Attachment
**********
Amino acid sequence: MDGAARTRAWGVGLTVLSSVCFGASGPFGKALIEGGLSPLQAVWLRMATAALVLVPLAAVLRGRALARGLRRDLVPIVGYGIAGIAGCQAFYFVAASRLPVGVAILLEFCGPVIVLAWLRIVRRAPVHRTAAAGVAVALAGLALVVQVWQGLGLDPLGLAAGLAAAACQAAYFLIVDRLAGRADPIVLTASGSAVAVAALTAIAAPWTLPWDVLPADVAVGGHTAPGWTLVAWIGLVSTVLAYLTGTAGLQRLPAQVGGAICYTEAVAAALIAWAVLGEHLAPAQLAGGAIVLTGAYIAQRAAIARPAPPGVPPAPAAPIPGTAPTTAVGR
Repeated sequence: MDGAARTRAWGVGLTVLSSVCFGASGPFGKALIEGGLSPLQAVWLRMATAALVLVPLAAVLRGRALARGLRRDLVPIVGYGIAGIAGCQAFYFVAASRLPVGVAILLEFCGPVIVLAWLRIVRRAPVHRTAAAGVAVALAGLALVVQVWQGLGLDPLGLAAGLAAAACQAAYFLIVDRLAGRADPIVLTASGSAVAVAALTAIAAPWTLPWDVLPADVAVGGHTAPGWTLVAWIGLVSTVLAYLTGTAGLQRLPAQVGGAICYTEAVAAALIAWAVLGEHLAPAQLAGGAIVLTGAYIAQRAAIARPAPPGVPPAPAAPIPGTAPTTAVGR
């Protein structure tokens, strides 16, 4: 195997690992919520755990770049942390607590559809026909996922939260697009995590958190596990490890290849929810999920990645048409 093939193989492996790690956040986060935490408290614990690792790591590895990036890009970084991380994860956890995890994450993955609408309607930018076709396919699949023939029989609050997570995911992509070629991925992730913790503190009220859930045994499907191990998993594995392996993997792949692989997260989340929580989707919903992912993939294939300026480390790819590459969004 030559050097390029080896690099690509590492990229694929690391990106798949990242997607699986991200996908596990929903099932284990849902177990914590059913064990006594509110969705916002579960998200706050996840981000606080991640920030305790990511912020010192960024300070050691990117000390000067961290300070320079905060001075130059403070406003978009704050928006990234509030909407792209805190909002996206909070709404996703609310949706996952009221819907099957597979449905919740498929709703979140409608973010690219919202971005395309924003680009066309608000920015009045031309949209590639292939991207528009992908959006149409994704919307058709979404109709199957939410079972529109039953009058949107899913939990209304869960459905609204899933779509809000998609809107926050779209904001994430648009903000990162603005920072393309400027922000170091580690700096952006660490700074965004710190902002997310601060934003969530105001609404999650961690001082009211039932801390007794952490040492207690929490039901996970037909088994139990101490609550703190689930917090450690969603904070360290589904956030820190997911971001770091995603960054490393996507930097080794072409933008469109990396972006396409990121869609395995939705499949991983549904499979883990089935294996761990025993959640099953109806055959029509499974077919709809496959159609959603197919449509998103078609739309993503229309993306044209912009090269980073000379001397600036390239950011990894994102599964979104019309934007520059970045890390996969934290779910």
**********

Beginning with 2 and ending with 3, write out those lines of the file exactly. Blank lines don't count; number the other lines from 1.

Repeated sequence: MDGAARTRAWGVGLTVLSSVCFGASGPFGKALIEGGLSPLQAVWLRMATAALVLVPLAAVLRGRALARGLRRDLVPIVGYGIAGIAGCQAFYFVAASRLPVGVAILLEFCGPVIVLAWLRIVRRAPVHRTAAAGVAVALAGLALVVQVWQGLGLDPLGLAAGLAAAACQAAYFLIVDRLAGRADPIVLTASGSAVAVAALTAIAAPWTLPWDVLPADVAVGGHTAPGWTLVAWIGLVSTVLAYLTGTAGLQRLPAQVGGAICYTEAVAAALIAWAVLGEHLAPAQLAGGAIVLTGAYIAQRAAIARPAPPGVPPAPAAPIPGTAPTTAVGR
């Protein structure tokens, strides 16, 4: 195997690992919520755990770049942390607590559809026909996922939260697009995590958190596990490890290849929810999920990645048409 093939193989492996790690956040986060935490408290614990690792790591590895990036890009970084991380994860956890995890994450993955609408309607930018076709396919699949023939029989609050997570995911992509070629991925992730913790503190009220859930045994499907191990998993594995392996993997792949692989997260989340929580989707919903992912993939294939300026480390790819590459969004 030559050097390029080896690099690509590492990229694929690391990106798949990242997607699986991200996908596990929903099932284990849902177990914590059913064990006594509110969705916002579960998200706050996840981000606080991640920030305790990511912020010192960024300070050691990117000390000067961290300070320079905060001075130059403070406003978009704050928006990234509030909407792209805190909002996206909070709404996703609310949706996952009221819907099957597979449905919740498929709703979140409608973010690219919202971005395309924003680009066309608000920015009045031309949209590639292939991207528009992908959006149409994704919307058709979404109709199957939410079972529109039953009058949107899913939990209304869960459905609204899933779509809000998609809107926050779209904001994430648009903000990162603005920072393309400027922000170091580690700096952006660490700074965004710190902002997310601060934003969530105001609404999650961690001082009211039932801390007794952490040492207690929490039901996970037909088994139990101490609550703190689930917090450690969603904070360290589904956030820190997911971001770091995603960054490393996507930097080794072409933008469109990396972006396409990121869609395995939705499949991983549904499979883990089935294996761990025993959640099953109806055959029509499974077919709809496959159609959603197919449509998103078609739309993503229309993306044209912009090269980073000379001397600036390239950011990894994102599964979104019309934007520059970045890390996969934290779910």